10. Interpreting Climate Change Metrics

    While forecasts of climate change effects on biodiversity rely mostly on bioclimatic modeling approaches of varying complexity, an alternative to existing models is to use simple metrics to quantify the exposure of regions to climate changes over time and relate them to different threats and opportunities for biodiversity. It remains poorly understood how existing metrics differ in the information they provide, specifically in the context of biodiversity. Garcia et al. (p. 10.1126/science.1247579) review the variety of metrics commonly used to describe climate change in biodiversity-impact assessments covering local changes in climate averages and extremes, regional changes in the availability and position of climates, and the velocity of climate change. While metrics are often arbitrarily chosen in studies of ecology and evolution, and interchangeably used as synonyms of climate change, they capture different dimensions of change and reveal contrasting spatial patterns across the world. Defining the links between climate change dimensions and the challenges they represent to species leads to a framework for interpreting climate change metrics.

  11. On-Demand Activity

    Oligodendroglia ensheath axons in the brain with myelin, which provides the insulation that speeds up transmission of neuronal electrical impulses. The process of myelination in the human brain goes on for decades, concurrent with all manner of brain development and cognitive activity. Gibson et al. (p. 10.1126/science.1252304, published online 10 April; see the Perspective by Bechler and ffrench-Constant) used optogenetics to study myelination in response to neural activity. Electrical activity in the motor cortex of the brain of awake mice led to proliferation and differentiation of oligodendrocytes and consequently increased myelination and alterations in motor response.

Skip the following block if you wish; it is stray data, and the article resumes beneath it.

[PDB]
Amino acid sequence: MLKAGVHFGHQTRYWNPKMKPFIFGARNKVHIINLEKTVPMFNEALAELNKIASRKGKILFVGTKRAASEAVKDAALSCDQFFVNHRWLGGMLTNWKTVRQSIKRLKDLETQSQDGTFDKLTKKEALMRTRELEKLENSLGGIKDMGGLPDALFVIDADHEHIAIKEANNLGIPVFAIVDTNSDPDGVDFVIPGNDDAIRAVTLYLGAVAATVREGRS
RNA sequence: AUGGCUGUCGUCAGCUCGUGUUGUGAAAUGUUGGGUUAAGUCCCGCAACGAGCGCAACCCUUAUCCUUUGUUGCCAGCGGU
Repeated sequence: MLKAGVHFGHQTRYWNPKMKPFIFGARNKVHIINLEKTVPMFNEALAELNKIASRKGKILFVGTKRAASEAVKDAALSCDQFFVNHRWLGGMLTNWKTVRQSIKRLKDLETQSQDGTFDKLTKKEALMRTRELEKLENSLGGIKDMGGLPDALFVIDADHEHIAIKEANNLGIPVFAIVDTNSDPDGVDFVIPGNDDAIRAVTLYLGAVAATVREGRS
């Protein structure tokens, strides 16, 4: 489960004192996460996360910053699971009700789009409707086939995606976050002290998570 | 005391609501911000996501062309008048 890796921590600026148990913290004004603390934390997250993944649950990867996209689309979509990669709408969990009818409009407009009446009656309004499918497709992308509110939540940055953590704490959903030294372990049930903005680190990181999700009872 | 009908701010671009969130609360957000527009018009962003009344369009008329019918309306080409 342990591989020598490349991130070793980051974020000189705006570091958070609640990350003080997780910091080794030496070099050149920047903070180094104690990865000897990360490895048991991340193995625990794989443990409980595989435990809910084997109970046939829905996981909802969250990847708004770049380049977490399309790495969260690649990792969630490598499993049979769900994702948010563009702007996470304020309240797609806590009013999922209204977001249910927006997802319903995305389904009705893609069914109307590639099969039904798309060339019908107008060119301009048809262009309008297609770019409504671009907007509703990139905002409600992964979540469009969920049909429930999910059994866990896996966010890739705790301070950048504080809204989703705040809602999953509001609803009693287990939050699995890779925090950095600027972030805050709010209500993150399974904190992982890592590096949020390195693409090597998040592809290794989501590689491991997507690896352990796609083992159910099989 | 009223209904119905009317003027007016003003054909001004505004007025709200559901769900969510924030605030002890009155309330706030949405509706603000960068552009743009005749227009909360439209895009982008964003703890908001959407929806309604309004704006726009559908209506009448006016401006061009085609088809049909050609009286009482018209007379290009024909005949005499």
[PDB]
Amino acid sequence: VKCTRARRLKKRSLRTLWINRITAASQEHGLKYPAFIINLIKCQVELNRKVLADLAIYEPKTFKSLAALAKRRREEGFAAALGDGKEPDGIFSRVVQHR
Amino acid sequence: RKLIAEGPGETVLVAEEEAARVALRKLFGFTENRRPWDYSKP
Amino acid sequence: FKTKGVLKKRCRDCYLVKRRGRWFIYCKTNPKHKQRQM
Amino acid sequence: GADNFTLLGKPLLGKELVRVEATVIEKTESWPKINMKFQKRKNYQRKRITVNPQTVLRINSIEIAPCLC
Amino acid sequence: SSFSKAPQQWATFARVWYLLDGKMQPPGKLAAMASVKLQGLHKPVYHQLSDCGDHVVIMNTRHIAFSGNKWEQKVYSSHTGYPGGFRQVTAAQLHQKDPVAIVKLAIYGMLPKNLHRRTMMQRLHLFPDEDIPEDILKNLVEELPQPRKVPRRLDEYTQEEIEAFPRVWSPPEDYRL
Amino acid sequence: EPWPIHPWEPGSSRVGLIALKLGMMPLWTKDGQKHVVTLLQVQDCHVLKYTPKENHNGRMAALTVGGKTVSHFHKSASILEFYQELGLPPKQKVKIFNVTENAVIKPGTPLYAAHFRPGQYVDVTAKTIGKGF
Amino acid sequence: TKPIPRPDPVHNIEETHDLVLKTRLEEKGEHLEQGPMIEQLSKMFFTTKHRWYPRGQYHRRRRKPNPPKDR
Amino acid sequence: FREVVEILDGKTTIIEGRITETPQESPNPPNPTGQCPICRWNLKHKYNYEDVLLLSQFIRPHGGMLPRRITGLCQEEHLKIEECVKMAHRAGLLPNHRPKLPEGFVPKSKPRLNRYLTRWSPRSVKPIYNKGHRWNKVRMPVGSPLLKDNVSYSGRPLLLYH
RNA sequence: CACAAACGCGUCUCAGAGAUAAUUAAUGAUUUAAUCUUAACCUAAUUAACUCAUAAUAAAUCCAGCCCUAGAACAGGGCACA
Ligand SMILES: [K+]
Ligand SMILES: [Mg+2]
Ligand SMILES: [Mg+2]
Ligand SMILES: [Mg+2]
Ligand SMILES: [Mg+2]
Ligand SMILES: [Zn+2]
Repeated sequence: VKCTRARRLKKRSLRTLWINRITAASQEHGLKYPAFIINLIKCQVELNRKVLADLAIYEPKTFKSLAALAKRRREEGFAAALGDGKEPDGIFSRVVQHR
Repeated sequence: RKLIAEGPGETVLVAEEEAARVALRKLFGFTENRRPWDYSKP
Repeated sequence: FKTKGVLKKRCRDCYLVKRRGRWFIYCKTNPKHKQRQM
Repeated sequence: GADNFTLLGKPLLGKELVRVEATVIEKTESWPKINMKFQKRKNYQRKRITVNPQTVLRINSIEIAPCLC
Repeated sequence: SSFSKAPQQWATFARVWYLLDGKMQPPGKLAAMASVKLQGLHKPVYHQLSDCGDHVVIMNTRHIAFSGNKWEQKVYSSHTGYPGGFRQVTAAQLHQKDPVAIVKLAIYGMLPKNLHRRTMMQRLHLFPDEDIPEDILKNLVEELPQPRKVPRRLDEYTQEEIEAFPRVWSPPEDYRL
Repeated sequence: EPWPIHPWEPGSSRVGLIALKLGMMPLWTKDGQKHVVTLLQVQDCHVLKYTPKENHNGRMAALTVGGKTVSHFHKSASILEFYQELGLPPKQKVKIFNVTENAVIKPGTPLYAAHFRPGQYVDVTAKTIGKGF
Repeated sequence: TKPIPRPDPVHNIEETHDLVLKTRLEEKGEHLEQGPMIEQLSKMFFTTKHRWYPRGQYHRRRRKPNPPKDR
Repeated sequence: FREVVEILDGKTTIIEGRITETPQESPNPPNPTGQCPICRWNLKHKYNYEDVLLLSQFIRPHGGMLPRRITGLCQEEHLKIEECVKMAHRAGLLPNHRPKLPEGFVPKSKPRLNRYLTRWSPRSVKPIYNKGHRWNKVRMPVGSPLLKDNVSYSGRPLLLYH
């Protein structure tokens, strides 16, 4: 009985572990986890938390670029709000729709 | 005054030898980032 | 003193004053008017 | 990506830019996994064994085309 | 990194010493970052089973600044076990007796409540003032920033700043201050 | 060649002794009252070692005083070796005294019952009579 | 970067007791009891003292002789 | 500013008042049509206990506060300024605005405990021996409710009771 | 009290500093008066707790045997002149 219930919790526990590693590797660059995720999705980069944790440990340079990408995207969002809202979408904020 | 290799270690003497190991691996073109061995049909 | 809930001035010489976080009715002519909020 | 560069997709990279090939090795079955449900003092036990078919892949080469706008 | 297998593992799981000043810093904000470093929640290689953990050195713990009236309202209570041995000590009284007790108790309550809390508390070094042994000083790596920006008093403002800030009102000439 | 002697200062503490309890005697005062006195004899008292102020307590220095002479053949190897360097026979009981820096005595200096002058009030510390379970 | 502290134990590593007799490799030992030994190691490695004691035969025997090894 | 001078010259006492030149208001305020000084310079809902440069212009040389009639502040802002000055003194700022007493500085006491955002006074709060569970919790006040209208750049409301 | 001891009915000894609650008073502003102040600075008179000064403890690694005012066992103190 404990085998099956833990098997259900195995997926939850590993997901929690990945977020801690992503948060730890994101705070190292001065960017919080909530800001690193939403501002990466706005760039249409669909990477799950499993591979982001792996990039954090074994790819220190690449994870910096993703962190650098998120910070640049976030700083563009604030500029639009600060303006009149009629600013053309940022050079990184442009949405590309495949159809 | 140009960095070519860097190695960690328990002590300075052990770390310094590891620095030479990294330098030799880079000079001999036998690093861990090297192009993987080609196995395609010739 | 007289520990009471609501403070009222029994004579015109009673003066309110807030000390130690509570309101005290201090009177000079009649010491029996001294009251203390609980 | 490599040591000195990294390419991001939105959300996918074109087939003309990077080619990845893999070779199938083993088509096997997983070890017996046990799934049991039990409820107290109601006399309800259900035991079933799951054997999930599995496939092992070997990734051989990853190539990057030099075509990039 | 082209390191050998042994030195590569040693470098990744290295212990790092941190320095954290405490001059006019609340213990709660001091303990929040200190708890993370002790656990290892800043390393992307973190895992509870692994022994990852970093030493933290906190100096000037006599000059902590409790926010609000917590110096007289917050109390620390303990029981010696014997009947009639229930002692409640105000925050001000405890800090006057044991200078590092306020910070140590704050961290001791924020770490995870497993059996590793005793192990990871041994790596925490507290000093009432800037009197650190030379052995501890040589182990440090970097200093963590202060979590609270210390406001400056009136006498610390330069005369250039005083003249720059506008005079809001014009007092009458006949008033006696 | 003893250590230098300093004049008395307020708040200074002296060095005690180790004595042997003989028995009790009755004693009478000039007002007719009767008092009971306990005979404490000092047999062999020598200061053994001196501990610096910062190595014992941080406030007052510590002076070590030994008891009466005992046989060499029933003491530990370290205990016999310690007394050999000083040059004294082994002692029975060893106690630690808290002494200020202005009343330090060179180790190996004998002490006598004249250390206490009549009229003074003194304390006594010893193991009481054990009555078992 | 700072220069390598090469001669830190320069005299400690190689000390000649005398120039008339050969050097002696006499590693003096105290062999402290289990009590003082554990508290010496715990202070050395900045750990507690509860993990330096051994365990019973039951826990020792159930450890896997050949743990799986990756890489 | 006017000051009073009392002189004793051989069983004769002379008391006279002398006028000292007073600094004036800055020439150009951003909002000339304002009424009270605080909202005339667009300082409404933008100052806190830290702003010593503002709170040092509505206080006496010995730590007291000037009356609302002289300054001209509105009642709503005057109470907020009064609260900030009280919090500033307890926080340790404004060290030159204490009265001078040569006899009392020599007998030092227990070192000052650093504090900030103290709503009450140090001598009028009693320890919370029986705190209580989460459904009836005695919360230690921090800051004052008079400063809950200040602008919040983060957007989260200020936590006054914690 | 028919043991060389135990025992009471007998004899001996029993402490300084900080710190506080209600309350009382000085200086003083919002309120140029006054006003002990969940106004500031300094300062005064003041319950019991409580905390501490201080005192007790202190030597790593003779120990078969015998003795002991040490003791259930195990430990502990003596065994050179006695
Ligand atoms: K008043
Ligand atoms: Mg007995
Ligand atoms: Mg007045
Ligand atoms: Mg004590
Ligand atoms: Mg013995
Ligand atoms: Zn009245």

12. Immunogenetic Variation


    Many genetic variants have been implicated in disease but their effects in function across tissues and cell-types remain to be resolved. Raj et al. (p. 519) present an analysis of expression quantative trait loci (eQTL) measuring messenger RNA levels and examined correlations between genotypes and gene expression in purified monocytes and T cells in healthy individuals of European, African, and Asian descent. Most, but not all, of the eQTLs and their effects on expression were shared between the populations, as well as a substantial proportion between the cell types. Links were found with disease-associated variants and loci that previous genome-wide analyses have implicated in neurodegenerative and autoimmune diseases.

  13. Optics On the Edge